Consider the following problem: If I roll two fair six-sided dice, what is the probability of me rolling two numbers that add up to $10$?
Obviously, the only unordered ways to do this is to roll $(4, 6)$ or $(5, 5)$. My inclination is to say the probability is $3/36 = 1/12$ on the basis that of the $36$ ordered rolls, the only ways to get the roll to sum to $10$ is if it's $(4, 6), (5, 5)$, or $(6, 4)$. To justify the ordered interpretation, I consider the "thought-experiment" that I roll, but immediately cover one die. Looking at the first (unconvered) die, I know I have a $3 / 6 = 1 / 2$ chance of rolling something I want, i.e. I must roll a $4, 5$, or $6$. But then I know that if I rolled a $4, 5$, or $6$, then there is only a $1 / 6$ chance that the second die (i.e. the one that has until now been covered) is what it must be. That is, if I rolled a $4$ then there is only a $1 / 6$ chance that the second die is the $6$ I need, and similarly for the other options. Thus I have a $1 / 36 + 1 / 36 + 1 /36 = 1 / 12$ chance.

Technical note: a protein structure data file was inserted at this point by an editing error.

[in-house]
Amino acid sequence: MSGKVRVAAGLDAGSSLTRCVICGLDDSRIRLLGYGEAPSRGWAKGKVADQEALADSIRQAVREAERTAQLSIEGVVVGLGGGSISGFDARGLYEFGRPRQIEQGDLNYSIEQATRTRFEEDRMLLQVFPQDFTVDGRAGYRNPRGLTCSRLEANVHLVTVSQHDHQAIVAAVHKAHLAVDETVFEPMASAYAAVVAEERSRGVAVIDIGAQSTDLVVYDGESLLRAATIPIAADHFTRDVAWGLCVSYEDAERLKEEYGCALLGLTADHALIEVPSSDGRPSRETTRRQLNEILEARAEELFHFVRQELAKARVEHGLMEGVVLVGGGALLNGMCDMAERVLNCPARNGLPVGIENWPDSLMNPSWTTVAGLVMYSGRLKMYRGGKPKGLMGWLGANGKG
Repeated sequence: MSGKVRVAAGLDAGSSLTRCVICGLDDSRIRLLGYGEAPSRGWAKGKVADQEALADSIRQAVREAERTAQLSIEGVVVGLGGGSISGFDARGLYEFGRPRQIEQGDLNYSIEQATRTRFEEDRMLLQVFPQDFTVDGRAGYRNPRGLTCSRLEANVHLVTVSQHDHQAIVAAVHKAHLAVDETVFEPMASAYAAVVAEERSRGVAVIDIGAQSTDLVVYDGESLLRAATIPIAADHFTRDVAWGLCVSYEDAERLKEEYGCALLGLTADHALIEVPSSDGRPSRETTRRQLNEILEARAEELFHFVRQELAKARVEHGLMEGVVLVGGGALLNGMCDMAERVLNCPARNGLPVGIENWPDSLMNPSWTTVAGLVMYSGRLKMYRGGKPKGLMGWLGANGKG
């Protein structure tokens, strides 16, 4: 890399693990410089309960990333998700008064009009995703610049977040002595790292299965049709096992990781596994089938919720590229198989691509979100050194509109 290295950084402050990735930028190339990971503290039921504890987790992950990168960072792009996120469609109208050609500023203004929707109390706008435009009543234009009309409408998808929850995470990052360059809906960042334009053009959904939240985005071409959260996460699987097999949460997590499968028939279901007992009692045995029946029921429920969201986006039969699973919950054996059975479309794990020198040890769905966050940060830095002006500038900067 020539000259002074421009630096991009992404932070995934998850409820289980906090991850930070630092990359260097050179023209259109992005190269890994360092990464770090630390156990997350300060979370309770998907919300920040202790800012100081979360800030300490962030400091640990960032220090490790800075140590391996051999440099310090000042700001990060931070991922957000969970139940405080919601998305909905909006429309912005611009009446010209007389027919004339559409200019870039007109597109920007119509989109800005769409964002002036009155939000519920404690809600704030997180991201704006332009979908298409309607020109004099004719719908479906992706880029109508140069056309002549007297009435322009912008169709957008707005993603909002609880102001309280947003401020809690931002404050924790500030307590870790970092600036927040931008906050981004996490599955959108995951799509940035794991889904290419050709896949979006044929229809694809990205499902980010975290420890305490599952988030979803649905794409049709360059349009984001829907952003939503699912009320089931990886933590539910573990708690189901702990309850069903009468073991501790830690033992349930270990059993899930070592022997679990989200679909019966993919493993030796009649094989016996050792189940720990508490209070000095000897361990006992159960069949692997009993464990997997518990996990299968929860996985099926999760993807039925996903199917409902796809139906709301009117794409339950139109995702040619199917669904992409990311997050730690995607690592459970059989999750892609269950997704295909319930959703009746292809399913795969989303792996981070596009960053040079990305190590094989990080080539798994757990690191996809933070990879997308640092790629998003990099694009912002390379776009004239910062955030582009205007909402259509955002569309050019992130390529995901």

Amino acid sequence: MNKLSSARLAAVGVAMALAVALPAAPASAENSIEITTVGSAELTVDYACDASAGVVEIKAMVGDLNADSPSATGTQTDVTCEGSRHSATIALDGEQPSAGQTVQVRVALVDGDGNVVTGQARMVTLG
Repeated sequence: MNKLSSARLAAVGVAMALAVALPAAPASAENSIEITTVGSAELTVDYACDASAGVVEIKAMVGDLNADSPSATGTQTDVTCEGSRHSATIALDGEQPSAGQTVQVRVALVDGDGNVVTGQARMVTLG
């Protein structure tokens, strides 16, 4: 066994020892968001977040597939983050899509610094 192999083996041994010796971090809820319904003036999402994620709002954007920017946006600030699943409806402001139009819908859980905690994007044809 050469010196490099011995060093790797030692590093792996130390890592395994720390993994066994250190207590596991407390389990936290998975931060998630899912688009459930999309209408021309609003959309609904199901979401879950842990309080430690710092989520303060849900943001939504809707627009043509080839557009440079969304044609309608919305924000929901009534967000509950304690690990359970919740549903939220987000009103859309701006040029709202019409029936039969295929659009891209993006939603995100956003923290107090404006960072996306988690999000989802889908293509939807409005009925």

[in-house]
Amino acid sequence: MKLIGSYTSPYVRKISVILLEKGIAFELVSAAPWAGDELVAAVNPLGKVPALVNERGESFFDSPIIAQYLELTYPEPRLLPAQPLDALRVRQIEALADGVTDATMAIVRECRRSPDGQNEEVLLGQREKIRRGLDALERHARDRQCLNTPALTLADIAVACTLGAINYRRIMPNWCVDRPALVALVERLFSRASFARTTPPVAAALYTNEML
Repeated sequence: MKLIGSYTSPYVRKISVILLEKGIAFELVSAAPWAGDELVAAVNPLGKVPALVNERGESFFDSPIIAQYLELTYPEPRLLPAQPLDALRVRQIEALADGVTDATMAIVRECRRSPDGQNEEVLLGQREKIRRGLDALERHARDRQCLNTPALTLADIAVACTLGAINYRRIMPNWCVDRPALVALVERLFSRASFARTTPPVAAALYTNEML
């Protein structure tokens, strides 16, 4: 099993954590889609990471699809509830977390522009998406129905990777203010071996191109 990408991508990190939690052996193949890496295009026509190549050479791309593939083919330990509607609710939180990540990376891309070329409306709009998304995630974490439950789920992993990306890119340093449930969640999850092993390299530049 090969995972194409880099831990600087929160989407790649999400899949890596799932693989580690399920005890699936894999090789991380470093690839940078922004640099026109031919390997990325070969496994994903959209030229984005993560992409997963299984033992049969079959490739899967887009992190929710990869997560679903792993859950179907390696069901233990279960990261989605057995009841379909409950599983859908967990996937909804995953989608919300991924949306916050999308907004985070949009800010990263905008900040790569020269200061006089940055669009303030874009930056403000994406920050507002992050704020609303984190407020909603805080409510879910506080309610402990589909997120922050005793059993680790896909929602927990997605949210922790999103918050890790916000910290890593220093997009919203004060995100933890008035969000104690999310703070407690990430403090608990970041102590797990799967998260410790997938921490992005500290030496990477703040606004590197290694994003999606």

My trouble with this is that it also seems a bit counter-intuitive because when I roll, I could not care less which die said which; that is, if I had a red die and a black die in my hand, then after I roll I have no interest in whether the red was a $4$ and the black a $6$ or vice versa. So my question: Is this interpretation of the question in terms of ordered pairs correct? That is, is it correct to say that the unordered roll $(5, 5)$ is only half as likely as the unordered roll $(4, 6) = (6, 4)$? Thanks in advance.